It uses a 3mm hole at the top, allowing the tool to come in from the bottom ideally. 3mm Od x 1 - 2mm ID also exists, as well as 3mm throats, so it might be possible to actually DIY a custom throat for a solution.
[15:30] (playing different background music)
I've considered long brass inserts:
I've also found flat versions of the stainless steel pin things:
It turns out that the CSA between a 4mm and 5mm circle is >7mm^2. At the same time, since the internal grooves act more like cookie cutters than a traditional wall, perhaps this is not as important. I could always ask PCBWay if I can get a 4.5mm groove by reducing the depth to 0.7mm. That runs the risk of everything having to be a precision fit though, so it might be necessary to use a 4.1mm hole at the top to make sure the insert is centered.
[23:00] The 3mm hole edition won't work since I won't actually be able to tighten the internal thread dowel. I'm thinking of trying for a through hole of 4.5 - 4.7mm (and just go to 5mm if PCBWay says no).
I also started having suspicions that the grub screws I found were going to work, and it turns out that the E3D Cyclops actually uses a ball to seal:
It turns out brass grub screws with sharp ends exist, which should improve the sealing ability:
Hopefully, I can use these for the cartridges too. The thermistor is also vertical now, as well as the across-flat dimension being increased to 33mm so that 3mm tapped holes can be integrated into the design.
[May 4, 08:00]
Looking at the start of this table, I should be fine with using the pointy grub screw for everything;
I've also gotten another email after sending my 4.6mm hole, 0.7mm deep internal groove file to them before I went to sleep:
Hi, After communication with the factory, we have decided to produce according to the hole size of 4.6. We do not charge any additional fees, and your order can be processed. But if you place the same or similar order later, the price will definitely be updated. - PCBWay Service Team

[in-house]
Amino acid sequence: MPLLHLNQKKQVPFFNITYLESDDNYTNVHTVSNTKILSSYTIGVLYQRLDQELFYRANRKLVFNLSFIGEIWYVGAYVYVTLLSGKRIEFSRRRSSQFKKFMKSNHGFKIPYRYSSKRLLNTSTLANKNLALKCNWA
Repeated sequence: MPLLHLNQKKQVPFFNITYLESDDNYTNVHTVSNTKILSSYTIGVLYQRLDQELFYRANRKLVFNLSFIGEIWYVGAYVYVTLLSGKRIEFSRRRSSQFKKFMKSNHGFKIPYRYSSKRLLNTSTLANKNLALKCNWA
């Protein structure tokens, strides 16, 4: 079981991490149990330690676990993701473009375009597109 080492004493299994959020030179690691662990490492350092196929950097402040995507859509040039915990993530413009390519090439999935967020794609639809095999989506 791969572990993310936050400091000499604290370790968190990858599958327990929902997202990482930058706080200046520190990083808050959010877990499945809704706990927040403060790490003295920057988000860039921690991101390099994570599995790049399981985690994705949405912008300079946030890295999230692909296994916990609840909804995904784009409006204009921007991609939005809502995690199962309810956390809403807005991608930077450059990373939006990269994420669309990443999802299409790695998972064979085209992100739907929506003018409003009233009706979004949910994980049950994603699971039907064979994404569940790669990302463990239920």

My reply was a 5mm hole, 1mm groove fileset.
I decided that I was going to play things on the safe side since I shouldn't assume that the stainless steel pin, adapter and thread are all perfectly straight and centered, and a 0.5mm gap allows more margin for unexpectables.
Additionally, a 1mm groove will be easier for the material to flow around the center, likely aiding in even coating. I've also increased the internal groove height to 1.3mm to ensure that any small channel misalignment doesn't impact the coating geometry or cause a pressure imbalance.
Lastly, a 5mm hole is tappable to M6 thread, meaning that's one less tool PCBWay or others need to switch to to cut both. As Me In The Past has learned, if the thread isn't cut all the way, anything screwed into it will be stopped.
Everything looks good. Sending off the files now.
Hi, We can process the files in the attachment. - PCBWay Service Team
I've finally come across a listing that gives the needed information about the MG series of micro internal grooving tools:
This is likely the reason why a 5mm bore is required; MGR3 can only cut 0.6mm and MGR4 can cut the full 1mm.